The World Wide Web may be regarded as a REST-based architecture. A RESTful architecture is built on the client-server paradigm, with stateless, cacheable communication between clients and servers. It’s important to note that REST is neither technology nor a standard but an architectural alternative to traditional RPC and SOAP. REST is a software architectural approach for creating distributed applications that can communicate via HTTP.
This article talks about REST, elements of its architecture, differences between SOAP and REST, constraints of REST architecture, and RESTful services.
Elements of the REST Paradigm
The key elements of the REST architectural paradigm are the following:
- Client – this is the consumer that sends a request for a resource to the server.
- Server – this is the producer that provides an API for accessing its data and operations.
- Resource – this is any content, i.e., a text file or an image that the server returns to the client as a response.
REST-based architectures are characterized by requests and responses for bidirectional communication between a client and a server. In this type of communication, the client requests resources from the server, which sends responses back to the client.
The REST Request Structure
A REST request comprises a URL, an HTTP method, request headers, and the request body optionally. The server sends back the status code, response headers, and a body to the client in return.
Here are the purposes of each of the elements of a REST request:
- HTTP method – this describes the operation to be performed with a resource.
- Endpoint – this comprises a Uniform Resource Identifier (URI) that can locate the resource. Uniform Resource Location (URL) is the most common type of URI and represents the complete web address.
- Headers – these are used to store metadata relevant to both the client and the server, such as name or IP address of the server, authentication, API key, and information about response format, etc.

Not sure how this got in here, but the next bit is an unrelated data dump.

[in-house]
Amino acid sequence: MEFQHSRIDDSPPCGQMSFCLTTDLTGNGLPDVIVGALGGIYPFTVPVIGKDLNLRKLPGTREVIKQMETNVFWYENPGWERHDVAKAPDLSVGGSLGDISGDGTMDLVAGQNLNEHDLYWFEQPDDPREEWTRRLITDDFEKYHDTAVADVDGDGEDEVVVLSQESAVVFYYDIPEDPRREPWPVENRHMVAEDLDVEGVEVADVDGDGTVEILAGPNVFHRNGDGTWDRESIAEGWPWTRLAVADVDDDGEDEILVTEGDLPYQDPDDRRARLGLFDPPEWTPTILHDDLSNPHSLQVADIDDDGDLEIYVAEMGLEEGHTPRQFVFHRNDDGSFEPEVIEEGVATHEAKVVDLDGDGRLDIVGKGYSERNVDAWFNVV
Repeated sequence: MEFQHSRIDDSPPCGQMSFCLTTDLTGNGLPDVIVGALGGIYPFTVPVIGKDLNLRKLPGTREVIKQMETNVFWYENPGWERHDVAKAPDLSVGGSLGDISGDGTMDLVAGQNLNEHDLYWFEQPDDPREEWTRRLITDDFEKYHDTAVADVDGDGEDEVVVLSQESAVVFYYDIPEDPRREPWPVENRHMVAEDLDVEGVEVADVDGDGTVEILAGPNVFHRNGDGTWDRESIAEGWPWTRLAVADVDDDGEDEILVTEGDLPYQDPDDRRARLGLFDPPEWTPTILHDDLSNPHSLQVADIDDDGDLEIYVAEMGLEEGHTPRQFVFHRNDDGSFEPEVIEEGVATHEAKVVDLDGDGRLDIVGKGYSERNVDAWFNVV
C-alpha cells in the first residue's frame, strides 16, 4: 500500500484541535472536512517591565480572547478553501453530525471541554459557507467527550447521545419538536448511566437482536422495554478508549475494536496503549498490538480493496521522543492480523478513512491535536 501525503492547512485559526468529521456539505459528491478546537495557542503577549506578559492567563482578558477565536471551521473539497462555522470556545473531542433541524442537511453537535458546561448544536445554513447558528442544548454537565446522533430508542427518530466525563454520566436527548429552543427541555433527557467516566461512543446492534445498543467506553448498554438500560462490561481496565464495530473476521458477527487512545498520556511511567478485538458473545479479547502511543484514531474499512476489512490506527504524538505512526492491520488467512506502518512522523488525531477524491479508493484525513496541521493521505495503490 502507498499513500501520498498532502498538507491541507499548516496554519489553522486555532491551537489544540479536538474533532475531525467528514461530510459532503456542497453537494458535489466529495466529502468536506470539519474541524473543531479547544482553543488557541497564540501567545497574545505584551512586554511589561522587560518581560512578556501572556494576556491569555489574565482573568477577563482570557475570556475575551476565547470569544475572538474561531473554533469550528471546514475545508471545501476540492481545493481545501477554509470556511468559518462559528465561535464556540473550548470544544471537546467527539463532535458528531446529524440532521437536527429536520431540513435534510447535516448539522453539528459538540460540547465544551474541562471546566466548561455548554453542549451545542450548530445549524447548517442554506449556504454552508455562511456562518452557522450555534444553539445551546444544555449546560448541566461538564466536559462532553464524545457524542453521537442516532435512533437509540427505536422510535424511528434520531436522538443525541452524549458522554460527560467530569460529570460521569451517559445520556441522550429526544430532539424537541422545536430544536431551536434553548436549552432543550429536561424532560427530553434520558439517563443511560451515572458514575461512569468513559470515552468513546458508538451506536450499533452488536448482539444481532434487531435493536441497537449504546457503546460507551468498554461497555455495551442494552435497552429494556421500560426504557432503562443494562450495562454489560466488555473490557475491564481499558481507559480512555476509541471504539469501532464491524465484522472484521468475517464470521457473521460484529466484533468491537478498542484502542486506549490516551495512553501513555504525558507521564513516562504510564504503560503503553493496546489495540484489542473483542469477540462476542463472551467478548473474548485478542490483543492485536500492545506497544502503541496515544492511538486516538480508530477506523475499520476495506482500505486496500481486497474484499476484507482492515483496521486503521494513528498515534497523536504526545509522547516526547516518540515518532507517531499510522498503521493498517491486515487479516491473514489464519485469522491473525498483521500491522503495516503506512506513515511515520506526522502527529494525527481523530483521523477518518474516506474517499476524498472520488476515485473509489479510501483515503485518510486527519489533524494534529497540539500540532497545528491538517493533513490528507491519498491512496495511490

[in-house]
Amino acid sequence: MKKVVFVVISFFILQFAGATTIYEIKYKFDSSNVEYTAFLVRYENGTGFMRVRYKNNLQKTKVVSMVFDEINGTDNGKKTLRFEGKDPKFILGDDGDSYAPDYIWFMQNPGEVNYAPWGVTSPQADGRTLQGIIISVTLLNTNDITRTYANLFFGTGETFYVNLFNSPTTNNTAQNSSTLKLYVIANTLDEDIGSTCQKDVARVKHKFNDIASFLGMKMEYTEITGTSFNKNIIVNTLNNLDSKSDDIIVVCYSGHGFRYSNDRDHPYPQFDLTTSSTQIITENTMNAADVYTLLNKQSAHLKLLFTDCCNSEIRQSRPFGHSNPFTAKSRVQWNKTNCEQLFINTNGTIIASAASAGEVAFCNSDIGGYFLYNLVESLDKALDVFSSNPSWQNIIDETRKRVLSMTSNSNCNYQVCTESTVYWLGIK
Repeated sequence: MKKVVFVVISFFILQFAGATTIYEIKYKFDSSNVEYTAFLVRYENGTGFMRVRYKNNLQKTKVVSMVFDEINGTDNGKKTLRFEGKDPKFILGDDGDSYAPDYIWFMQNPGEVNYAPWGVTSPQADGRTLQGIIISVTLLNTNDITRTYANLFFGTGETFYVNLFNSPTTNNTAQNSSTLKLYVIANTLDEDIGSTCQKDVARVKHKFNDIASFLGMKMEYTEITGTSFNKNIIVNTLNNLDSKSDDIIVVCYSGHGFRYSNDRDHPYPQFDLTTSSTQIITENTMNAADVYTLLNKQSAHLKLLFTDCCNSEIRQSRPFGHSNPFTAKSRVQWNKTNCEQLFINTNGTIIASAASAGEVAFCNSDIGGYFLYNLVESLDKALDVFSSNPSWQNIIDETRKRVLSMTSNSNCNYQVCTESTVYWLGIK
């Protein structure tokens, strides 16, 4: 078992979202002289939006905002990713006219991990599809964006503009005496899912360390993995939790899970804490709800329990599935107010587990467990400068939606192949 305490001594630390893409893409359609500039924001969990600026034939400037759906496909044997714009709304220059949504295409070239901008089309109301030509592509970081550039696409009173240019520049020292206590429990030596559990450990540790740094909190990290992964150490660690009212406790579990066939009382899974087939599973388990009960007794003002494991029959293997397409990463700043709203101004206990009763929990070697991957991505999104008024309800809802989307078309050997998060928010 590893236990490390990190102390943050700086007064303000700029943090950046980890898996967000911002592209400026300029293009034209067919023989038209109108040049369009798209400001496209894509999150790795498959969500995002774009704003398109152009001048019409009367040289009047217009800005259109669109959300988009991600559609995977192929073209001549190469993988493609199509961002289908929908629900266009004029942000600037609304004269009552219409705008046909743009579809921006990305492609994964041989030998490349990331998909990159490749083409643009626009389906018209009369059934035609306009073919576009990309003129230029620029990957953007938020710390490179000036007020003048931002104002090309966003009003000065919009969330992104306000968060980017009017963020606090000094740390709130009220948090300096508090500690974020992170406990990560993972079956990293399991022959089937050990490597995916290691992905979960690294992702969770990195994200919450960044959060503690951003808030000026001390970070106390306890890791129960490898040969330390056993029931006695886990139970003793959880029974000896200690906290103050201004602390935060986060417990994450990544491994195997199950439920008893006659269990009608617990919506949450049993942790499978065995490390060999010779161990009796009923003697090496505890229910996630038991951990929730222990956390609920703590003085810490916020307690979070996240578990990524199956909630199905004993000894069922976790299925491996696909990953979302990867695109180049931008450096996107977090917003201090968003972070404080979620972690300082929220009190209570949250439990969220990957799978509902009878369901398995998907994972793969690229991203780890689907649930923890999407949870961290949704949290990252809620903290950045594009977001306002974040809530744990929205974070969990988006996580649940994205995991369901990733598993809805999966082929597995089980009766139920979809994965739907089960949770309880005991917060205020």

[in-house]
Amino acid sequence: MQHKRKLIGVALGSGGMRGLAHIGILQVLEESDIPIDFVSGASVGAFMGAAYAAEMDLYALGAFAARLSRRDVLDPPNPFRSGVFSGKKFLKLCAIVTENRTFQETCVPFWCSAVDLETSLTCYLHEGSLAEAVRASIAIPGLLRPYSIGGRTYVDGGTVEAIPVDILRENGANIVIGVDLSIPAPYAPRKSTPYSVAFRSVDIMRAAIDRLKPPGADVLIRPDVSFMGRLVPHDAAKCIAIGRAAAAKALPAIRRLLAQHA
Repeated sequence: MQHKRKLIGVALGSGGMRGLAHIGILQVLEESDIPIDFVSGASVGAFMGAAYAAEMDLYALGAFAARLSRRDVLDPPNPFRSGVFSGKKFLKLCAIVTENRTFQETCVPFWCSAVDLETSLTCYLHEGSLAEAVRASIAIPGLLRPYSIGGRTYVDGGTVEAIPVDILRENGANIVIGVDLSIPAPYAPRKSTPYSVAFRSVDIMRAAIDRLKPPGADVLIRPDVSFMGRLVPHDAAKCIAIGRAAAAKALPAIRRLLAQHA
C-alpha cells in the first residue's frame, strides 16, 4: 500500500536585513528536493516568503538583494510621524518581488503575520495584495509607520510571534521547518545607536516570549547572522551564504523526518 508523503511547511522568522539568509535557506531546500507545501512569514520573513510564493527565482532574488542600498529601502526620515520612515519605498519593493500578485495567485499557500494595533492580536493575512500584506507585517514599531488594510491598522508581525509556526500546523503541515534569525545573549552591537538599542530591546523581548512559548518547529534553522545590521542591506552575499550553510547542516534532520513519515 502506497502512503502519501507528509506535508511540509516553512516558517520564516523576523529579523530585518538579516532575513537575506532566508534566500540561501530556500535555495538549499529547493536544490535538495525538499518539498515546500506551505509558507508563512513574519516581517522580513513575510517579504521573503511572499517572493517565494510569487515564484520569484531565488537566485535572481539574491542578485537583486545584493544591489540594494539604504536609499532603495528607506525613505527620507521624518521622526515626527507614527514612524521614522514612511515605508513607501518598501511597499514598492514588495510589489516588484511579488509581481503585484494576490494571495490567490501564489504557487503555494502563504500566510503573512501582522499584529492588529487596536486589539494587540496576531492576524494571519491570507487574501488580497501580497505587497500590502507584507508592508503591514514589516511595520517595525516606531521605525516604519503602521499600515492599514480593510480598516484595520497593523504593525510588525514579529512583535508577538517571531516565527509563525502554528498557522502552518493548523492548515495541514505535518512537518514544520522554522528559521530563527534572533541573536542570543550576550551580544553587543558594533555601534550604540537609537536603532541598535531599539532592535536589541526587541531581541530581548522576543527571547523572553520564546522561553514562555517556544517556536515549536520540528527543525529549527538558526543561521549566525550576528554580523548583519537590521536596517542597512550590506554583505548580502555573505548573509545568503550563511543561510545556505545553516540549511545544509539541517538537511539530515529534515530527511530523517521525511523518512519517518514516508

- Body – this represents a piece of data sent along with the request to the server. You might want this piece of data to be used to add or edit data at the server.
What is the Difference Between SOAP and REST
SOAP and REST are two popular technologies to invoke web services. While SOAP is a protocol that defines a standard for communication between a server and a client using XML-based message exchange format, REST is an architectural style used to build lightweight services that can communicate over HTTP.
Unlike SOAP web services, RESTful web services are stateless. SOAP web services can communicate only using XML, but RESTful web services can work with JSON, XML, HTML, and even plain text. SOAP requires much more bandwidth than REST.
The following code snippet illustrates a typical SOAP request:
<?xml version = "1.0"?> <soap:Envelope> xmlns:soap="http://www.w3.org/2001/12/soap-envelope" soap:encodingStyle="http://www.w3.org/2001/12/soap-encoding"> <soap:body emp="http://localhost/customers"> <emp:GetCustomerById> <emp:CustomerId>1</emp:CustomerId> </emp:GetCustomerById> </soap:Body> </soap:Envelope>
The following URL shows how the same request can be represented in JSON:
The REST Response Structure
Typically, in a REST-based architecture, servers, and clients communicate with each other using requests and responses. As clients demand resources from the server, the server, in turn, sends the response to the client.
The server sends a structured response to the client that comprises the representation of the resource, i.e., a description of the current state of the resource. This representation can be in different formats – the popular and widely used ones are JSON and XML. JSON is commonly used in REST-based architectures as it is less verbose and lightweight than XML. If needed, the server can also include hyperlinks or hypermedia that links to other resources.